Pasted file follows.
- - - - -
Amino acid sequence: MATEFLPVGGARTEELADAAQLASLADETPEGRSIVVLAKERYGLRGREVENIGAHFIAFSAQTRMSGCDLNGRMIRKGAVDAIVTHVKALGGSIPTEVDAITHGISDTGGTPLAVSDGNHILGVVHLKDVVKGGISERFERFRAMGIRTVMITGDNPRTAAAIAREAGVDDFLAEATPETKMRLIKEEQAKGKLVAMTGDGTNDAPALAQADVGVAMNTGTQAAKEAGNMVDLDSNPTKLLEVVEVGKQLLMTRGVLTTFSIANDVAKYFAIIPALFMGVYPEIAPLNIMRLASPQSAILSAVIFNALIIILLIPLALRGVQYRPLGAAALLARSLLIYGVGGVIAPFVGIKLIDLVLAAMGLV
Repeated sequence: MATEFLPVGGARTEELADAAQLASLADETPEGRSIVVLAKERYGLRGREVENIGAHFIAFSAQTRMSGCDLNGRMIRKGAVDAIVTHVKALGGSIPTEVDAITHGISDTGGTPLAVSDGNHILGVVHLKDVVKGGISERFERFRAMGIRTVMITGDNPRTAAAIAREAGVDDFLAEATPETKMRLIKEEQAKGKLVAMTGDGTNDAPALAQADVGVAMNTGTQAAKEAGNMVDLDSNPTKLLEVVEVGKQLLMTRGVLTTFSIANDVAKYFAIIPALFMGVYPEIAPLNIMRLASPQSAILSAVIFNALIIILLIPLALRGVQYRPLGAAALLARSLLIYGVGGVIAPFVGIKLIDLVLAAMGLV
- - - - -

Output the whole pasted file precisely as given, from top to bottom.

Amino acid sequence: MATEFLPVGGARTEELADAAQLASLADETPEGRSIVVLAKERYGLRGREVENIGAHFIAFSAQTRMSGCDLNGRMIRKGAVDAIVTHVKALGGSIPTEVDAITHGISDTGGTPLAVSDGNHILGVVHLKDVVKGGISERFERFRAMGIRTVMITGDNPRTAAAIAREAGVDDFLAEATPETKMRLIKEEQAKGKLVAMTGDGTNDAPALAQADVGVAMNTGTQAAKEAGNMVDLDSNPTKLLEVVEVGKQLLMTRGVLTTFSIANDVAKYFAIIPALFMGVYPEIAPLNIMRLASPQSAILSAVIFNALIIILLIPLALRGVQYRPLGAAALLARSLLIYGVGGVIAPFVGIKLIDLVLAAMGLV
Repeated sequence: MATEFLPVGGARTEELADAAQLASLADETPEGRSIVVLAKERYGLRGREVENIGAHFIAFSAQTRMSGCDLNGRMIRKGAVDAIVTHVKALGGSIPTEVDAITHGISDTGGTPLAVSDGNHILGVVHLKDVVKGGISERFERFRAMGIRTVMITGDNPRTAAAIAREAGVDDFLAEATPETKMRLIKEEQAKGKLVAMTGDGTNDAPALAQADVGVAMNTGTQAAKEAGNMVDLDSNPTKLLEVVEVGKQLLMTRGVLTTFSIANDVAKYFAIIPALFMGVYPEIAPLNIMRLASPQSAILSAVIFNALIIILLIPLALRGVQYRPLGAAALLARSLLIYGVGGVIAPFVGIKLIDLVLAAMGLV